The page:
Imagine yourself leading a small group of adults and children through the thick cloud forest at Nectandra — all at once talking, walking and gently herding the children to stay on the trail. Your attention is split multiple ways — the subject matter, the ebullient children, spotting fauna and flora, where to land your feet and watching out for the coiled jumping pit viper that may become your next stepping stone. On two occasions, my feet came within 8 inches of the nearly invisible viperous bundle. I recoiled just in time in the first case and my companion yanked me sharply aside in the second. I don’t have a painful story to tell but the responsibility for guides to walk ahead became crystalline clear. Those seconds of terror also fixed my dread (and curiosity) of viper fangs.
We all know about the danger of poisonous snake bites. We also know something about their venom and the availability of effective treatment using tailored antivenins. At Nectandra, elevation (1100 m, 3600 ft), pit vipers are more prominent than their better known cousin the fer-de-lance. The well camouflaged endemic jumping pit vipers (Fig 1 left) score the most bites requiring hospitalization in our area. The colorful, more timid coral snakes (Fig 1 right) have shorter fangs which may be loaded with neural venom, potent enough to be a source of worry for field workers and homeowners (I have caught several inside my house). Fortunately, our nearest hospital in San Ramon (15km) stocks antivenins to both snake groups.
While snake bites are professional hazards in the tropical forest, they are fortunately infrequent. Nevertheless, they are psychologically terrifying and medically serious. At our local hospital, the antivenin treatment requires two steps. If antivenin therapy is indicated, the first important step is to match the snake to the specific antivenin. The snake identity is determined from photos (thanks to cell phones), descriptions, physical specimens or from symptoms/appearance of the physical bites. If the snake identification is not possible (a very infrequent occurrence in Costa Rica), polyvalent antivenin to both the vipers and coral snakes is administered. In the second step, the patient is first infused with 1/10 of the final dose. If there is no detectable hypersensitivity to the associated horse serum, the infusion continues with the rest of of antiserum diluted in ≥40ml of saline. The whole procedure takes about 4-5 hours in the emergency room, followed by 3 days of observation.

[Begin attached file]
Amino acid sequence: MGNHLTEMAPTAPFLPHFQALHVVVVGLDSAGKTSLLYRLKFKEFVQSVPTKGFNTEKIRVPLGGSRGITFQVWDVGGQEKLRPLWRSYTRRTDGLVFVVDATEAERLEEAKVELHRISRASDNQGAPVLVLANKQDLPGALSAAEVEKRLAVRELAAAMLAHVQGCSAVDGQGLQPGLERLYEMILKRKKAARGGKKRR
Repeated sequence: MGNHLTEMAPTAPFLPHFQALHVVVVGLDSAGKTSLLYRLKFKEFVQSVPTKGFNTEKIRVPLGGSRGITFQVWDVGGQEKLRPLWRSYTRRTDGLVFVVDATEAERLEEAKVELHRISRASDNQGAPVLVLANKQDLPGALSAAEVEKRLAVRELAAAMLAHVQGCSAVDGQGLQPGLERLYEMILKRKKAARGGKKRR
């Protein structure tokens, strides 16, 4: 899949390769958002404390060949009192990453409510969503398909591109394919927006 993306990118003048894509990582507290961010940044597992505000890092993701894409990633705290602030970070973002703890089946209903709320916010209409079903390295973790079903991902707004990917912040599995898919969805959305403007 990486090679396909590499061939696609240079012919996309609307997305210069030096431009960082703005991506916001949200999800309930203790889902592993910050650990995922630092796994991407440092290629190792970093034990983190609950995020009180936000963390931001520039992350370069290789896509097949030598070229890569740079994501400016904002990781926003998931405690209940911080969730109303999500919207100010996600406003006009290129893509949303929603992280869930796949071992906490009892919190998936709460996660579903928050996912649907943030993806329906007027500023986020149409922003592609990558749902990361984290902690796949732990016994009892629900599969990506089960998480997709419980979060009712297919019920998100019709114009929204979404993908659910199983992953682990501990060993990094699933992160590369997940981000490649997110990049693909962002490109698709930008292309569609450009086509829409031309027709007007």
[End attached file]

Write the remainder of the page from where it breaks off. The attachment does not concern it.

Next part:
Nationally, most (85%) of 500 annual snake bites are from the fer-de-lance (Bothrops asper). Coral snakes contribute ~2% of the bites. Even rarer are the bites from the jumping pit viper, an endemic snake found in mountainous, mid elevation region such as Nectandra. Unfortunately with a warming climate, the fer-de-lance has moved uphill and is now present at our cloud forest.
Why do snakes bite?
Snakes are able to carefully control the injection of venom. When threatened, 50% of the viper bites are “dry” bites with no or very small amount of the precious toxins injected, whereas most of the bites to kill prey involve venom. Hence, viper venoms are more for food and less for defense. In contrast, 85% of coral snake bites involve envenomation.
Anatomy of the jaws and fangs
Snakes swallow prey whole. Mechanically, it is not an obvious nor trivial task for them to bite/ingest large animals many times relative to its body size. First, let’s look at the jaw anatomy. Their specialized mandibles are not attached to each other, but to stretchy ligaments allowing their jaws to open very wide to accommodate very large prey. In vipers, the mouth expands, the two long fangs (Fig 2 top), which are normally folded inside the mouth, swing out (like a blade from a switch knife) and sink in to grab the struggling prey. The fang puncture marks and bite-associated physical symptoms are hallmarks of viper bites. Rows of backward-pointing, smaller teeth help the snake grab and pull in the prey. In comparison to the viper, the coral snake has smaller, shorter, fixed fangs, and multiple rows of upper teeth. In spite of their teeth, snakes do not chew their food. Vipers depend entirely on the fast acting digestive enzymes in their venoms to feed. In encounters with humans, viper bites are sharp and brief. Strike and release. In comparison, the less aggressive coral snakes may be more reluctant to bite, but when they do, they are slow to let go.